Or would the Skype acquisition be your strategic defensive move? Expensive defensive tactic knowing that Microsoft paid $8.56 billion in cash for Skype, another Messenger alike service, now with VOIP and Video services…
Now to Foursquare vs. Facebook.
Foursquare, the location-based mobile platform that makes cities easier to use and more interesting to explore.
By “checking in” via a smartphone app or SMS, users share their location with friends while collecting points and virtual badges. Foursquare guides real-world experiences by allowing users to bookmark information about venues that they want to visit and surfacing relevant suggestions about nearby venues.
Merchants and brands leverage the Foursquare platform by utilizing a wide set of tools to obtain, engage, and retain customers and audiences. Foursquare has over 10 Million users worldwide (April 2011) and over 3 Million check-ins per day. Funny detail: Foursquare users can share their check-ins on i.e. Twitter and Facebook.
Foursquare is pretty fun. Users can become the Major at a business, when visiting frequently (check-ins). And Foursquare users can collect badges. This might create a fun and compelling battle between people that can create buzz on Foursquare but also on other platforms, i.e. on Facebook.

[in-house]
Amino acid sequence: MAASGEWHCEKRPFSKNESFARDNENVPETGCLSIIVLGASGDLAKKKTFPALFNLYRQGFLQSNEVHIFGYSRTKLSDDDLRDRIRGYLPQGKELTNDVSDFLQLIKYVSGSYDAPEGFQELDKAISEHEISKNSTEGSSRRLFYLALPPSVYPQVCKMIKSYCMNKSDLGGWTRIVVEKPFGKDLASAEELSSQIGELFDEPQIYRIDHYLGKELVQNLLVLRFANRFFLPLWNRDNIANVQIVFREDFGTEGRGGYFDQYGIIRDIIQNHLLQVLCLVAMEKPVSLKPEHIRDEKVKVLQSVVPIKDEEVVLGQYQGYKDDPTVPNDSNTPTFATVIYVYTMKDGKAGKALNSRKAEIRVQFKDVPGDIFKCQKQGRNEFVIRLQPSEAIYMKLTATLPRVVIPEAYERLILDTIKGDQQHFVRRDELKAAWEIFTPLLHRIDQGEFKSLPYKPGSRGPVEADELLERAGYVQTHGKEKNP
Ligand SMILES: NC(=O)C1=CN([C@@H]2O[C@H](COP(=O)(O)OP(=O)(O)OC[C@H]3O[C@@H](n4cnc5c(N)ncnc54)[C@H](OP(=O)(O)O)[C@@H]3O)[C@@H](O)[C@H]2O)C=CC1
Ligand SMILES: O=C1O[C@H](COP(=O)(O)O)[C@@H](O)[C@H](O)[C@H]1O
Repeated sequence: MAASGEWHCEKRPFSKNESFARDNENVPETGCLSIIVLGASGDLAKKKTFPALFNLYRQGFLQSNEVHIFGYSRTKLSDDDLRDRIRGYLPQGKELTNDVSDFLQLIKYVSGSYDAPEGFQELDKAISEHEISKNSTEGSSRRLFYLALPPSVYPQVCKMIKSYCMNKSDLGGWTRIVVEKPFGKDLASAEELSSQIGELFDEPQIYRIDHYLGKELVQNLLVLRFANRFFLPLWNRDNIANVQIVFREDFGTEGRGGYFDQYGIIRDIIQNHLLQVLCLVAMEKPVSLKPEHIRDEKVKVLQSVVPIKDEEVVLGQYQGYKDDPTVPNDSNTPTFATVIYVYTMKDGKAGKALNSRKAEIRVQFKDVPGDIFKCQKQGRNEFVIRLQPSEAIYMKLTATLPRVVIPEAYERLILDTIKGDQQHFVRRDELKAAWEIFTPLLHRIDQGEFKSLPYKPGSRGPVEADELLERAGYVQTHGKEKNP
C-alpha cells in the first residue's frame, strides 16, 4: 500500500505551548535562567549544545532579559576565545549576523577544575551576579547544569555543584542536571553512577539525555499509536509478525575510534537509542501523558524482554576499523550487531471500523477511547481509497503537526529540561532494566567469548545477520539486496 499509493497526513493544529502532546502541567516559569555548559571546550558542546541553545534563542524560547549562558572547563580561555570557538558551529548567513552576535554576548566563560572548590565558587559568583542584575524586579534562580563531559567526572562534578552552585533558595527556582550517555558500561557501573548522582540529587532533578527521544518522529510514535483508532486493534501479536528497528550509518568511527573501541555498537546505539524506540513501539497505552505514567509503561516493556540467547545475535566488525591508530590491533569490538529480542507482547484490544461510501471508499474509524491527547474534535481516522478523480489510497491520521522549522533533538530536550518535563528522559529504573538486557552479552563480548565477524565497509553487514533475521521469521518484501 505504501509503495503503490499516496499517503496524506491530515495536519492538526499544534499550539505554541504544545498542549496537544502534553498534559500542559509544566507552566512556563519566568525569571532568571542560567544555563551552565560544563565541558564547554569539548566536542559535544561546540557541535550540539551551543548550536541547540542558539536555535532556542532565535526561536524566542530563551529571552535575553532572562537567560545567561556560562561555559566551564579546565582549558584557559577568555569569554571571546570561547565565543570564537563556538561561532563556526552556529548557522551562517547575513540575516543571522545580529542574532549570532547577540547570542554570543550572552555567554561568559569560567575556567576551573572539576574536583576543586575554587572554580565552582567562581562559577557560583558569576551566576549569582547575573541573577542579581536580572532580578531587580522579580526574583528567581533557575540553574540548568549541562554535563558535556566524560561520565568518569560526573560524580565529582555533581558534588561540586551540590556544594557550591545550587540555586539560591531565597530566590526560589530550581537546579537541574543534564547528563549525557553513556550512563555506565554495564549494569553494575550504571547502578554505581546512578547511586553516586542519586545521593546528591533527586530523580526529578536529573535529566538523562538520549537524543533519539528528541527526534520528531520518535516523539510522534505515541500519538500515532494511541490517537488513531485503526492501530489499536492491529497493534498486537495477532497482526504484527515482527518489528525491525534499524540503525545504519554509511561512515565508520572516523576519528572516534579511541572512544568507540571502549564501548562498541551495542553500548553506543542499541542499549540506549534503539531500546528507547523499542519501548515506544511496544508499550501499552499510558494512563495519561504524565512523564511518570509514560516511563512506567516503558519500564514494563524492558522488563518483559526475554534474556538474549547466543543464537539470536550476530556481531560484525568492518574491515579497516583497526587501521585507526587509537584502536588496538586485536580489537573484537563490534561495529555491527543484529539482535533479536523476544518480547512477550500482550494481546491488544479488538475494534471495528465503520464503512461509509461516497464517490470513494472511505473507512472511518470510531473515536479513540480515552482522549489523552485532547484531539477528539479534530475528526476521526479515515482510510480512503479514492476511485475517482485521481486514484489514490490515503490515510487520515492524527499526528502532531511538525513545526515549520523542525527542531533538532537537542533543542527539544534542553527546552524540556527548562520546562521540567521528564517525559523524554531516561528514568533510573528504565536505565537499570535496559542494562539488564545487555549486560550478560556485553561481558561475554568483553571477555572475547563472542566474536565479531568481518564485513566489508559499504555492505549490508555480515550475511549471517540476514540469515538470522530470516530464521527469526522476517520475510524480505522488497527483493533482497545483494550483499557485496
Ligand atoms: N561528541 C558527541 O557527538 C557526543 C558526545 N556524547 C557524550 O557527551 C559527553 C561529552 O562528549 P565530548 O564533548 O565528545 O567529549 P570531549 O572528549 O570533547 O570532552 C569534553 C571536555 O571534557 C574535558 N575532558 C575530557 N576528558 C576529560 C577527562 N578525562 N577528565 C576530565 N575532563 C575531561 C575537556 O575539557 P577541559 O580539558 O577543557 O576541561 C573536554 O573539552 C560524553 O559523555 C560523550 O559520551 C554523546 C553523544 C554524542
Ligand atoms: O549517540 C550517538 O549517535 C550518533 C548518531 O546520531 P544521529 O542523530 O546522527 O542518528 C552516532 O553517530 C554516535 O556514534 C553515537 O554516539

And businesses can do very targeted local promotions and special offers through Foursquare. But true, fun, influential, but not mainstream.
But, Facebook has Facebook Places. And Facebook will certainly try hard to push Facebook Places and to grab a bigger market share in location-based services. Facebook might eventually even decide to block Foursquare messages from being posted to Facebook Wall…
Now you are the CMO or CSO at Foursquare. What would be your strategic moves? Would you create more partnerships being Foursquare? Invent new technologies to switch directions? Push your marketing spend to grow? Or sell?
This is the direction that Foursquare took. From their current position, it might be a very smart offensive that will gain awareness, content and might broaden their user base.
Foursquare announced new features yesterday. Features that allow check-ins at events, like concerts or movies, instead of just the places where those events are happening.
The new feature is available only for iPhone, but Foursquare plans to add updates for Android and BlackBerry soon.